Stockbridge doesn't want to share an administrator - but Lee and Lenox still might
With prospects for a tri-town agreement for Lenox, Lee and Stockbridge to share a chief administrative officer apparently on life support, a possible Plan B is emerging.
After two Stockbridge selectmen sought to scuttle a three-way collaboration, Lee and Lenox Select Board members said they were keen on considering a dual shared administrator.
"We seem to be on the same page," said Lee Selectwoman Patricia Carlino. "Maybe with two towns it would show the world it works or it doesn't work."
With 40 years of municipal government experience, Carlino said she can't see any harm in giving the plan a shot, since Lee and Lenox would each maintain their own Select Board offices and an assistant administrator drawn from existing staff.
"What's the worst that can happen?" she asked. "We would still have people in Town Hall. We should also rely more on our department heads than we do and I think we in Lee have a pretty good crew."
A tri-town Administrative Review Committee (ARC) recently recommended the three towns consider shifting to a shared administrator. Robert Nason, Lee's town administrator, plans to step down in June.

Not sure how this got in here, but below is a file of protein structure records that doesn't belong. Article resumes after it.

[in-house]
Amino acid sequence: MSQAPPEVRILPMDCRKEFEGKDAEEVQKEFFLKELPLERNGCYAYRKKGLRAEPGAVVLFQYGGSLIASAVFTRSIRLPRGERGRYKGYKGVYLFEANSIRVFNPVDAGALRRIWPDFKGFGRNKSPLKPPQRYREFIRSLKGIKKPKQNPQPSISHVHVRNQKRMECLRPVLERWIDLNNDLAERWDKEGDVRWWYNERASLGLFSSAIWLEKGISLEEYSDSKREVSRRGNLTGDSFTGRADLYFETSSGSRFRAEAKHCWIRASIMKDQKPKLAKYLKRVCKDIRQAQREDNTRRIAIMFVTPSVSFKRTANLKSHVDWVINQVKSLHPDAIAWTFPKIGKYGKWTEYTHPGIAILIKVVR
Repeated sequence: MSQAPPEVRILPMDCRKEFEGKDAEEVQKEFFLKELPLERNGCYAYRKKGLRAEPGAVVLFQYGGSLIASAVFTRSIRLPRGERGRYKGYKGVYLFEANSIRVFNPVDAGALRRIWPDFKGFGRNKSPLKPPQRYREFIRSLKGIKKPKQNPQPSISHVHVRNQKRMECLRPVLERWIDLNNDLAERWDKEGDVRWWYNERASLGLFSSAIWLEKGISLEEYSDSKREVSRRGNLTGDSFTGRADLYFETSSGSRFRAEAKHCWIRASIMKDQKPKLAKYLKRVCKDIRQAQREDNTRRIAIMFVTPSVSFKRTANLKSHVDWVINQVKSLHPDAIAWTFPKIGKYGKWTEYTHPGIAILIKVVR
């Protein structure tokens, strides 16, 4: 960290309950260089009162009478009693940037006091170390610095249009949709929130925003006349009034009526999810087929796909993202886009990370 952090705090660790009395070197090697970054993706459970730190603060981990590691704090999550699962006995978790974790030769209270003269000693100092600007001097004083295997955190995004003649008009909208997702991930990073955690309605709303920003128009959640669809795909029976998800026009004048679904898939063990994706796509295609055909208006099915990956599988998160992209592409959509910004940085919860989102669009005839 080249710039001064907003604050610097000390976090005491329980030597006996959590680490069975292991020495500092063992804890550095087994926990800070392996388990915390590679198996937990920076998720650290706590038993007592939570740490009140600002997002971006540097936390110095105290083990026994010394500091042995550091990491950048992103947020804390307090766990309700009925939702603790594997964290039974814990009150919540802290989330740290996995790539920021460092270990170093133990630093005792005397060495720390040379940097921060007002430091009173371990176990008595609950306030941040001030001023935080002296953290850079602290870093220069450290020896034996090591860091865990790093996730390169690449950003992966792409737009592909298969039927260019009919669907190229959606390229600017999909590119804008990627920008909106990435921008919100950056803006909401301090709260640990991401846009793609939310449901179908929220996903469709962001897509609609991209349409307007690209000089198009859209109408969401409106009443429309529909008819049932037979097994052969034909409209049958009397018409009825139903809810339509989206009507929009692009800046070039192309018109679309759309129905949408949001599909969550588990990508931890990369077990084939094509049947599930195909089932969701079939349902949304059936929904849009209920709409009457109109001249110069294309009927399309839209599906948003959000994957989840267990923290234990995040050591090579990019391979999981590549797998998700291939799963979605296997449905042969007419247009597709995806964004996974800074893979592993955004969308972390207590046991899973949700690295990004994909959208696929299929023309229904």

But during a recent meeting convened by state Rep. William "Smitty" Pignatelli, D-Lenox, Stockbridge Selectman Donald Chabon delivered a harshly worded letter expressing "strong opposition" to the idea.
Chabon also contended that "this has been a negative, disruptive force in town." But in an interview this week, Pignatelli said he was approached by several Stockbridge residents who favor the proposal.
As chairman of the tri-town Administrative Review Committee exploring various shared services options for more than a year, Lenox Selectman Kenneth Fowler said: "I'm really excited about working with Lee for a coalition between the two towns. An opportunity like this won't come again as easily, so obviously we would want to follow it through."